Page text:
Update February 10, 2014: The Negro League Baseball Museum has organized a traveling exhibition entitled, “Shades of Greatness: Art Inspired by Negro Leagues Baseball.” The exhibition is on display through March 12th at the art galleries at Sinclair Community College.
Negro League Baseball was organized in February 1920 in Kansas City and included teams mostly in the Midwest like the Dayton Marcos and Cincinnati Cuban Stars. One could find black and white baseball teams playing each other in small towns across the country, but the major leagues were segregated until 1945. Up until then, Kenesaw Mountain Landis was the commissioner of baseball, and he opposed integration.
After the death of Landis in late 1945, the Brooklyn Dodgers signed Jackie Robinson to their farm team in Montreal, and he subsequently joined the Dodgers in 1947. This ultimately spelled the end of the Negro Baseball League and segregation of leagues.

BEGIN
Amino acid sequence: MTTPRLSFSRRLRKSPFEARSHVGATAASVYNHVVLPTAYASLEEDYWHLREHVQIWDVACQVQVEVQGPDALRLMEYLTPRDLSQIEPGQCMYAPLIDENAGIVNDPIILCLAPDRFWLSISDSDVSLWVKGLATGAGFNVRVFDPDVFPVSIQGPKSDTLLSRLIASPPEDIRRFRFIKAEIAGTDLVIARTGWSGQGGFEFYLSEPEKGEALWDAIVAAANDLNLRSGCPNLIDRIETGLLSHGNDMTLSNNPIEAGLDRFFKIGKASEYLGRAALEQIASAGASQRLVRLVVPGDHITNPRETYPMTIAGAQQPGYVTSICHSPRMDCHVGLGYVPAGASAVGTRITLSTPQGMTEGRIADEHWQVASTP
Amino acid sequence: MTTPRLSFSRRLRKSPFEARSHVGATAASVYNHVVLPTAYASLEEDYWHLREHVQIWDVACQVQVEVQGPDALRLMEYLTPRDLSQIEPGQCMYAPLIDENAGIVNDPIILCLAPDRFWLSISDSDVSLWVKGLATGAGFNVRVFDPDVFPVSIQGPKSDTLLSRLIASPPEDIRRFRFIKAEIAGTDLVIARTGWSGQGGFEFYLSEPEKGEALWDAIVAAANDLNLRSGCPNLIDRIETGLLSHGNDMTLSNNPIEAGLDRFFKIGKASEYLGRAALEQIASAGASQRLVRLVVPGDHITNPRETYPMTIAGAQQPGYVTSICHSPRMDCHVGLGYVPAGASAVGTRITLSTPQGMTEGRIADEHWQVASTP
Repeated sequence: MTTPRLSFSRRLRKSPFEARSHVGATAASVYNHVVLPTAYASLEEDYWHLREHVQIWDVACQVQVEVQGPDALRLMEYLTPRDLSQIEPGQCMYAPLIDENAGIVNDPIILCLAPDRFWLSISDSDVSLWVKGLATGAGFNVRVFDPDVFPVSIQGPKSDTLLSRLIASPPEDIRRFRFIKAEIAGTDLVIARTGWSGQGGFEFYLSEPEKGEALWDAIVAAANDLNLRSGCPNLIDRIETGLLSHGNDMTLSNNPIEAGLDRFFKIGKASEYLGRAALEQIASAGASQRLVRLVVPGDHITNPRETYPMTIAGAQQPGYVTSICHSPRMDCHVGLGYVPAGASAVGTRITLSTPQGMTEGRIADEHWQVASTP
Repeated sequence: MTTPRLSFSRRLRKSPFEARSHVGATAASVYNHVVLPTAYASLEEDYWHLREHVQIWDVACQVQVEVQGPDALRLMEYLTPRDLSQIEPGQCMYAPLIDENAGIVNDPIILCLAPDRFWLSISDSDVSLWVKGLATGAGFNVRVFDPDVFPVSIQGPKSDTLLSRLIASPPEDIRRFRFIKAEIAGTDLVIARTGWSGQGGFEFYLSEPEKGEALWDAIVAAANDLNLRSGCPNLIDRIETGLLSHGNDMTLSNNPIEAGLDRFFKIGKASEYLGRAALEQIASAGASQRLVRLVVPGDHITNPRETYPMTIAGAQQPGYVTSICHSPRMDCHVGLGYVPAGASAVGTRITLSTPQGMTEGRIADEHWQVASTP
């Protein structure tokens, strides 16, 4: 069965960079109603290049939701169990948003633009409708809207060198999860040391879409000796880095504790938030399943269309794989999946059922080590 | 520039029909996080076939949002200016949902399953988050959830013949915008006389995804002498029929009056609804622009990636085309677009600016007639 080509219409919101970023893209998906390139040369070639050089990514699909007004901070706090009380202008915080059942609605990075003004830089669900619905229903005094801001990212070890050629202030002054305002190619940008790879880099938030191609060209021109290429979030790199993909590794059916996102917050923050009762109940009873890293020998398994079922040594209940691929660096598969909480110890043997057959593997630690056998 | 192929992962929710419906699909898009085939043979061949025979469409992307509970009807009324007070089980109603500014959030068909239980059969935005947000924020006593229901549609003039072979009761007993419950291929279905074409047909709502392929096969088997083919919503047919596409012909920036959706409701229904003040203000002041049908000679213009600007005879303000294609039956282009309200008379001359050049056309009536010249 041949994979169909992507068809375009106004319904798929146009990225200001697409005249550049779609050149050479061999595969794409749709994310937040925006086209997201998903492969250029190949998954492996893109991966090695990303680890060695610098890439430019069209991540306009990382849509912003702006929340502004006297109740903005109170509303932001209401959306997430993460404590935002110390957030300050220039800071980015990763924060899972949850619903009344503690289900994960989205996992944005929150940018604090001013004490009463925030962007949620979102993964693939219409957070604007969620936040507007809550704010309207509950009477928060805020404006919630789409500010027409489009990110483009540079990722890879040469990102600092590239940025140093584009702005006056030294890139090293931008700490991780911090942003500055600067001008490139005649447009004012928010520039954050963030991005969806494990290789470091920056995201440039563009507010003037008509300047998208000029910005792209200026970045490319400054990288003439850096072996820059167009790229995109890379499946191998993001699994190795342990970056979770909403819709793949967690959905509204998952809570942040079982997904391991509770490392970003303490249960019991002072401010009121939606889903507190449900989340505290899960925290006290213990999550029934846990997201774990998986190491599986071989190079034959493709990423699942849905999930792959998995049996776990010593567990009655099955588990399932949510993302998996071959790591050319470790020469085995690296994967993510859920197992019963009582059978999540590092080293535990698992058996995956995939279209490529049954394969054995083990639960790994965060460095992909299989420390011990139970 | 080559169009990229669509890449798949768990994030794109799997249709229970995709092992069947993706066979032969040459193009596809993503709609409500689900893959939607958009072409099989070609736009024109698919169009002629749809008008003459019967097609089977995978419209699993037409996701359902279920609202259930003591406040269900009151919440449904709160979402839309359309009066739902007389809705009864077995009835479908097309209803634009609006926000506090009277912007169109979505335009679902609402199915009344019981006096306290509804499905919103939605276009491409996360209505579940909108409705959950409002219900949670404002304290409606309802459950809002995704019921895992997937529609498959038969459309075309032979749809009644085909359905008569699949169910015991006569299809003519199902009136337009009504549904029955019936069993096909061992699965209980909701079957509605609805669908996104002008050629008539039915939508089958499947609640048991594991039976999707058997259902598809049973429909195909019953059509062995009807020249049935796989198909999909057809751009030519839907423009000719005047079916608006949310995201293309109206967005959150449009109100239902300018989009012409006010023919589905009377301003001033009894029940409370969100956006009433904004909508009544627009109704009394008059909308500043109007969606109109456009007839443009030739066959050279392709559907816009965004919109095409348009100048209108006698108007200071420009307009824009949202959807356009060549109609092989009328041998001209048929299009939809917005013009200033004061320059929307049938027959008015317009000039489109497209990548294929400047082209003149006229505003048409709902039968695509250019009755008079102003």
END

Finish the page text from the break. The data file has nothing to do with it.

Baseball: A Little Known Chapter is a one-hour special hosted by baseball fan Mark Heyne which will air on 91.7 WVXU on Sunday, February 22, from 8-9pm. This special focuses on the experiences of three players, Charlie “Whip Davis, Tom Turner and Ron “Bunny” Warren, plus historical insights from Chris Eckes, curator of the Cincinnati Reds Hall of Fame and Museum and John Erardi, sports writer and baseball historian for the Cincinnati Enquirer.
Baseball: A Little Known Chapter is a Black History Month special produced by Lee Hay with technical assistance from Seniors With a Purpose, the Public Library of Cincinnati and Hamilton County, and Kevin Rowinski.
2010 Civil Rights Game Photo Gallery (photos by Tony Williams)